Female Herbs: 5 Essentials


    If there’s one herb I would recommend for females at all stages of their life, from puberty to menopause, Chaste Berry would be it. The quintessential Hormonal normaliser, these berries are a must-have in normalising progesterone and estrogen activity. It is a slow acting herb, requiring months of regular use to feel its benefits.

    Chaste Berry is classified as a neutral and moistening herb and dosages range from 500 – 3,000 mg daily. You can read further on Chaste Berry in my Snapshot series.


    Dried Raspberry Leaf

    Raspberry Leaf is the classical pregnancy herb. It has a long tradition in toning the tissue of the womb, assisting contractions and checking haemorrhage during labour.

    Dosages range from 4,000 – 8,000 mg daily as a simple but strong infused tea. Raspberry Leaf is considered a neutral and drying herb. You can read further on Raspberry Leaf in my Snapshot series.


    Dried Black Cohosh Root

    Black Cohosh has been used successfully by the North American Indians for centuries as a hormonal normaliser of the female reproductive system. It has strong relaxant properties, making it beneficial in uterine, menstrual and ovarian cramping and pain. Because of these anti-spasmodic properties, it’s also found to be of use in rheumatic, muscular and nerve discomfort.

    Black Cohosh is classified as a cool and drying herb with dosages ranging from 500 – 1,000 mg daily.


    Dried Shatavari Root

    Shatavari is the Ayurvedic female herbal tour-de-force. Commonly used to enhance fertility, libido and most female tonic functions.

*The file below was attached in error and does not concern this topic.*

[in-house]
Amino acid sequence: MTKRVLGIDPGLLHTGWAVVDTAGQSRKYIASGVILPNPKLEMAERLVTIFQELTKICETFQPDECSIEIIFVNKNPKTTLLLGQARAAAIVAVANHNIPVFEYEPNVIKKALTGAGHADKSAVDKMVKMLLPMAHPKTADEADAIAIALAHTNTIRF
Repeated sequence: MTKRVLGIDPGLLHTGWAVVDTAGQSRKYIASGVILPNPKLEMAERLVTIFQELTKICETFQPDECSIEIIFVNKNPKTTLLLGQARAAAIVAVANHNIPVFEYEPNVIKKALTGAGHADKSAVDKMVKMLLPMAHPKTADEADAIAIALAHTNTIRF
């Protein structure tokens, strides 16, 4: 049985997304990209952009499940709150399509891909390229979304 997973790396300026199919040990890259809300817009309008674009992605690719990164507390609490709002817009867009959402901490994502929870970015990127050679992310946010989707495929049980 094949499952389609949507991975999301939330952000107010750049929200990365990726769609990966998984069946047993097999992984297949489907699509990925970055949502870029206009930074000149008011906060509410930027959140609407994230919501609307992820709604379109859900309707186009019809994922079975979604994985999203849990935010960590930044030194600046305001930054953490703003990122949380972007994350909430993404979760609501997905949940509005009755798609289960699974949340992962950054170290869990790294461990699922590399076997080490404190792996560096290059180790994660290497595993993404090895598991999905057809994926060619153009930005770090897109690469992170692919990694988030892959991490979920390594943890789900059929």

Shatavari is classified as a moist and cooling herb, with dosages ranging from 3,000 – 12,000 mg daily. You can read further on Shatavari in my Snapshot series.


    Dried Shepherd's Purse Aerials

    Shepherd’s Purse – like Lady’s Mantle – is the herbal tea to consider in curbing excessive menstrual flow. It’s astringing properties make this possible as well as being a gentle diuretic.

    Shepherd’s Purse is classified as a warm and drying herb with dosages ranging from 4,000 – 12,000 mg daily, with the higher dosages being more suitable as a simple but strong infused tea.


British Herbal Medicine Association. Scientific Committee. British Herbal Pharmacopoeia. Consolidated ed. West Yorkshire: British Herbal Medicine Association, 1983.

Hoffmann, David. Medical Herbalism : The Science and Practice of Herbal Medicine. Rochester, Vt.: Healing Arts Press, 2003.

Romm, Aviva Jill. Botanical Medicine for Women’s Health. St. Louis, Mo.: Churchill Livingstone/Elsevier, 2010.

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